This is another actor property being set. As you can see here, properties can either have a numeric value (e.g. 1, 100 or 500), or a "string" (text) value. The obituary property takes a string, and uses it to print a line to the player's screen when they are killed by this monster. %o is a special symbol that causes the player's name to be inserted at that point when the line is printed. So, if I were to get killed by this monster, it would show "HotWax was killed by a super-zombieman." on my screen. Note that all string values must be enclosed in quotation marks to be valid.

The next three lines go together, so we'll tackle them at once:

seesound "baron/sight"
deathsound "demon/death"
attacksound "spider/attack"


These are still more properties that are being set for the new actor. All three define the sounds that the monster will make at various times. seesound is played when the monster becomes aware of the player (or another target) and begins chasing. deathsound is played when the monster dies. attacksound plays during the monster's attack sequence. (Well, actually this is controlled by the various "action functions" that are used during a monster's state definition, but I'll get to that in a bit.) What's been done here is that the normal ZombieMan's sounds have been replaced with a selection of other Doom monsters -- the Baron of Hell for the sight sound, the Demon's death sound, and the Spider Mastermind's attack sound. It should be tough to confuse this guy with its weaker variant now, eh?

dropitem "ShellBox" 128

The final property defined here is an example of a property that takes more than one value (or "argument" as they're called in this case). The string "ShellBox" is the actor that this enemy will drop on death. The number, 128, is the chance out of 256 that the enemy has of dropping the item. Since 128 is half of 256, this monsters has exactly a 50% chance of dropping a box of shells on death. Note that this replaces the normal zombie's bullet clip drop. As with all the other properties being defined, this "overrides" the default ZombieMan behavior.

States {

This line defines the start of the monster's State block. While the previous lines defined the various properties the actor will have (it's health, sounds, obituary, etc), the state block defines how the monster animates and behaves. It's quite a bit more complex than the rest of the definition, but with practice and experimentation it shouldn't be too hard to learn.

Note once again the curly-brace ({) at the end of this line. This is showing that everything between this opening brace and the closing brace (}) below is part of the actor's state block.

See:

This line defines the beginning of the "See" state. There are a number of "actor states" that are available for use, and each defines the state of interaction that the monster can perform. For example, the "See" state is the state a monster enters when it has seen its target. If the monster decides to attack, then it will jump to its "Melee" or "Missile" state, depending on how close it is to the target. When a monster is killed, it jumps to its "Death" or "XDeath" state. You can see a list of the available states, including when each of them are used, by clicking this link. For now, just remember that the See state will be entered by the MyZombie actor when it has seen or heard the player and is actively hunting him.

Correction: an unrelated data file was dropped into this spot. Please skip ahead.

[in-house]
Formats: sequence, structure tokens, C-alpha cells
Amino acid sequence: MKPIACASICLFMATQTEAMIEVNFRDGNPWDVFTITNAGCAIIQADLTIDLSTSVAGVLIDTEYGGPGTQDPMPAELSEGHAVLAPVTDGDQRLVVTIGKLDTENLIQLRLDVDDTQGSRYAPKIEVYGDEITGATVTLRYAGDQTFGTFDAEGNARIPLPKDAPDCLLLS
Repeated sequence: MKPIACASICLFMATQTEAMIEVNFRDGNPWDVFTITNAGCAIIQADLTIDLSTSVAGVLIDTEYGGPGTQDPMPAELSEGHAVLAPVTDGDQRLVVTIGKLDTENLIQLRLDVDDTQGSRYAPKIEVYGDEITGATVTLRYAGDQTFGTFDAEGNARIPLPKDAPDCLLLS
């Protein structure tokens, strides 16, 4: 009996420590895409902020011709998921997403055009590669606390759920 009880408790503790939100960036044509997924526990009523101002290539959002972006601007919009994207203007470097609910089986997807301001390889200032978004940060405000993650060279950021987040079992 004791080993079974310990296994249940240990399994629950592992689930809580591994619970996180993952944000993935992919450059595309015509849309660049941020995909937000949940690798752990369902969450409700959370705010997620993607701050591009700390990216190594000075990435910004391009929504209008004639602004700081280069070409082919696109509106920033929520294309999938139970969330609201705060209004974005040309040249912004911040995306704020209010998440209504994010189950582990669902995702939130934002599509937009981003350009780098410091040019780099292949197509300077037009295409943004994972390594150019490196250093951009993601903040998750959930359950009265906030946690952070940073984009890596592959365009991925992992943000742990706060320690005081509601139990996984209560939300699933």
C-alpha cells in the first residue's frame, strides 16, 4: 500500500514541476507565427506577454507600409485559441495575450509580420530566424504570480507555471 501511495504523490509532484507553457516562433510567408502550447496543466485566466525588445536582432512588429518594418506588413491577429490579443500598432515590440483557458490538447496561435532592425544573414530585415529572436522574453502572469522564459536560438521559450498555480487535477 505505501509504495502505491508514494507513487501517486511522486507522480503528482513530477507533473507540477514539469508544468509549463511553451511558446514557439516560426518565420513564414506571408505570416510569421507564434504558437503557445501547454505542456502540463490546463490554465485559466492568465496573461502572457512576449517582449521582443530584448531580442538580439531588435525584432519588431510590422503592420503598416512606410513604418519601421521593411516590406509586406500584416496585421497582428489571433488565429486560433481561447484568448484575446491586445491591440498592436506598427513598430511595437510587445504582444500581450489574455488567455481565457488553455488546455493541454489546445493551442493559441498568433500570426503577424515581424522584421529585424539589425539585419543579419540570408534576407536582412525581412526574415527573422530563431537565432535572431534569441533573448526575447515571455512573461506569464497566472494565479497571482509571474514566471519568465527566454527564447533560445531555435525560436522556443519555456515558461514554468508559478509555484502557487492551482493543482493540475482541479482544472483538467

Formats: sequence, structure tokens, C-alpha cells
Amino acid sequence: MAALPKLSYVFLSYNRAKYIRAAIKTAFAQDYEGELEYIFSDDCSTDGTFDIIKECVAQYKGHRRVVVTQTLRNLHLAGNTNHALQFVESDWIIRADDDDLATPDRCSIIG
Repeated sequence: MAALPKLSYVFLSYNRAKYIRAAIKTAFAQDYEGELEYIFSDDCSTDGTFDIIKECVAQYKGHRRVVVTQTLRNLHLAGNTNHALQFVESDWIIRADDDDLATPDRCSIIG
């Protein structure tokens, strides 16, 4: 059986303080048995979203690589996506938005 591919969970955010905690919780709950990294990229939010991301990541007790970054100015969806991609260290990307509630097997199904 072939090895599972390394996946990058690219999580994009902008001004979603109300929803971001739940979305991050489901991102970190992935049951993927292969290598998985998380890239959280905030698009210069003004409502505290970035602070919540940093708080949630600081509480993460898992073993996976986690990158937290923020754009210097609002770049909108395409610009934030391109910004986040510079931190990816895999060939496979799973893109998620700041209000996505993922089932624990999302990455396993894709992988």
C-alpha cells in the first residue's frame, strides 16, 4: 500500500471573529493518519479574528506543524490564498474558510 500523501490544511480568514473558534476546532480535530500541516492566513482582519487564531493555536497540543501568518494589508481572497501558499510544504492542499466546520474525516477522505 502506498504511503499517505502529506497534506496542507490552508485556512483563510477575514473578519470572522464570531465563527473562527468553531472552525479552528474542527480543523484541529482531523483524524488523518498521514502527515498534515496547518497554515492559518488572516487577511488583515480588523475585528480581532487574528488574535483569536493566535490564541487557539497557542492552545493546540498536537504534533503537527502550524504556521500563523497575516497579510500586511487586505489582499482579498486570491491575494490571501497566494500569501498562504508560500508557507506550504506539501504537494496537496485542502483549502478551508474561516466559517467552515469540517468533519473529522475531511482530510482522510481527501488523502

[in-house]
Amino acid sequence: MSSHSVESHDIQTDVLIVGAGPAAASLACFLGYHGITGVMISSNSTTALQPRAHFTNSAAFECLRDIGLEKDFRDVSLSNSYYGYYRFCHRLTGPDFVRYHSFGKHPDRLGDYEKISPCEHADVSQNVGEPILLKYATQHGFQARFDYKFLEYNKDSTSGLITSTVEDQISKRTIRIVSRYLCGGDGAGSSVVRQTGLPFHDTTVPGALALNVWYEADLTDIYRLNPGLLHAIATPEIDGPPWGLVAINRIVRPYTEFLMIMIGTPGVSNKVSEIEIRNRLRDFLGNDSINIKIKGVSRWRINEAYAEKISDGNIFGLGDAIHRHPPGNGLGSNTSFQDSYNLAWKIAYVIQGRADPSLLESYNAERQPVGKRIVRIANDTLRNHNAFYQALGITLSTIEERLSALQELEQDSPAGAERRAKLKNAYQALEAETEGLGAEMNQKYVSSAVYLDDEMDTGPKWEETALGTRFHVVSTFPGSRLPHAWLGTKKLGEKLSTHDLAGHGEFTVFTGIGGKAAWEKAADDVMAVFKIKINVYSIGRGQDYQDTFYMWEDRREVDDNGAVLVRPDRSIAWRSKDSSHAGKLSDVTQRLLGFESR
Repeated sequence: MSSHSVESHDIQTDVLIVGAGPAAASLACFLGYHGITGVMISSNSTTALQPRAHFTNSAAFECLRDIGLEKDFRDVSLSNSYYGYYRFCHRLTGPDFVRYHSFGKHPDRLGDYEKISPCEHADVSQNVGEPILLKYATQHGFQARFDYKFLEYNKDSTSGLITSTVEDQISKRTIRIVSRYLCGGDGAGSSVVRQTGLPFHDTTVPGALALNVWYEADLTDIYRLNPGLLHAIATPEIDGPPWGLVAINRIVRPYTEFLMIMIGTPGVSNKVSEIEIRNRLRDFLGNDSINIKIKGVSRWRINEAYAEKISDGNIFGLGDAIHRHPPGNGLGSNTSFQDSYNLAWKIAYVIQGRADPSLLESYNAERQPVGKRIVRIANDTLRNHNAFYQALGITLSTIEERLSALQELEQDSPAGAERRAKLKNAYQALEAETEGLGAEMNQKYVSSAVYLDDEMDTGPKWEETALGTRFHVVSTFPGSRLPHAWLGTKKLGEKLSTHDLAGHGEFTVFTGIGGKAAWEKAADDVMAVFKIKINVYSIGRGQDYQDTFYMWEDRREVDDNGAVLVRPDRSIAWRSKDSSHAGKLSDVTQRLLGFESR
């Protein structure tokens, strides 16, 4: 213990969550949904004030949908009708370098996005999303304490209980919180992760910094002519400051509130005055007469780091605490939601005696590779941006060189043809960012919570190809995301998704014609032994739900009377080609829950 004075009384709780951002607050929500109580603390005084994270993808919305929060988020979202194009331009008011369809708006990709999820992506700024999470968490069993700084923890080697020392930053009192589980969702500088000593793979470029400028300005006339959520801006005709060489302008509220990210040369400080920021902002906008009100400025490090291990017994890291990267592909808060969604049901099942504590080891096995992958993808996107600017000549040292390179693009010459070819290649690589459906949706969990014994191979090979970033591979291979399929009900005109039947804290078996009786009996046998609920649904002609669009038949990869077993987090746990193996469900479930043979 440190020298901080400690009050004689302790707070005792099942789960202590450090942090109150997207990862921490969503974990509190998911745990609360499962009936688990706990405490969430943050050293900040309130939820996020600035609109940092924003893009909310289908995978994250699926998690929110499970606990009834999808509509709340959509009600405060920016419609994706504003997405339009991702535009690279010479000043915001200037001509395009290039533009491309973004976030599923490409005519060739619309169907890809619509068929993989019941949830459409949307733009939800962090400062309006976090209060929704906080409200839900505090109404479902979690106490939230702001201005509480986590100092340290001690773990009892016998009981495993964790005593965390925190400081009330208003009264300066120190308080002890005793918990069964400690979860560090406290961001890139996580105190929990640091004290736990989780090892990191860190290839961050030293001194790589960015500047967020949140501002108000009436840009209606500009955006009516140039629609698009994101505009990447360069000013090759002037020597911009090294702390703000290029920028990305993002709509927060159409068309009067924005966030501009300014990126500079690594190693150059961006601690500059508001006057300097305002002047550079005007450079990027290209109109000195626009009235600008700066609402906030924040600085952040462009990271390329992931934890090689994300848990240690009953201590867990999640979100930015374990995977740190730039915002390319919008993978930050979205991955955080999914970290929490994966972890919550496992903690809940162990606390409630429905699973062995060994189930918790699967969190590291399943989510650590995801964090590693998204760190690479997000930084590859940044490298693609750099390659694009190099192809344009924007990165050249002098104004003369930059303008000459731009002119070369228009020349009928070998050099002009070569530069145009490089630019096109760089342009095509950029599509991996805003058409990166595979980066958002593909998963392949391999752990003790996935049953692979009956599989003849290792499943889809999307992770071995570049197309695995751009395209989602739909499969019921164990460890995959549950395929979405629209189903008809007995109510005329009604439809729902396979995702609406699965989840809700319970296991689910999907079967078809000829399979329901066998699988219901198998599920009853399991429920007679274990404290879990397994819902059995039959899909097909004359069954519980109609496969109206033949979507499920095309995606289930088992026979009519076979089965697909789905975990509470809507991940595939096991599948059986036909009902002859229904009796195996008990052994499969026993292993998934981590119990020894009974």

POSS AABBCCDD 2 A_Chase

This is another line that is made up of several pieces, so I'll explain each part individually. The first word, "POSS" is a sprite name. A sprite name is always exactly 4 characters long, and refers to a set of graphics contained within the IWAD or a PWAD that has been loaded. You can read more on how sprites are defined by reading this page of the wiki. Next comes a series of letters, which on this line is the letters A, B, C and D, each repeating twice. Each letter in this section defines an individual frame. Normally you would define each frame on its own line, but these frames will all share the exact same properties, so ZDoom supports putting them in a series like this to avoid writing excessive amounts of code. This one line is actually a shorthand way of writing this:

Code: Select allExpand view
POSS A 2 A_Chase
POSS A 2 A_Chase
POSS B 2 A_Chase
POSS B 2 A_Chase
POSS C 2 A_Chase
POSS C 2 A_Chase
POSS D 2 A_Chase
POSS D 2 A_Chase

As you can see, this method saves quite a bit of rendundant typing.

So, you've probably figured out by now that this frame-series (AABBCCDD) defines 8 frames. But what exactly is a frame? Well, as with any form of animation, the graphic shown on the screen representing the zombie will be animated by stepping through a series of frames. If you were to find the graphics within your Doom IWAD called POSSA1, POSSB1, POSSC1 and POSSD1, you can see that they form a 4-frame animation of the zombie walking toward the screen. This is exactly the animation being defined in the See state. But why define each twice in a row, you might ask... Well, we'll get to that in just a second, so bear with me...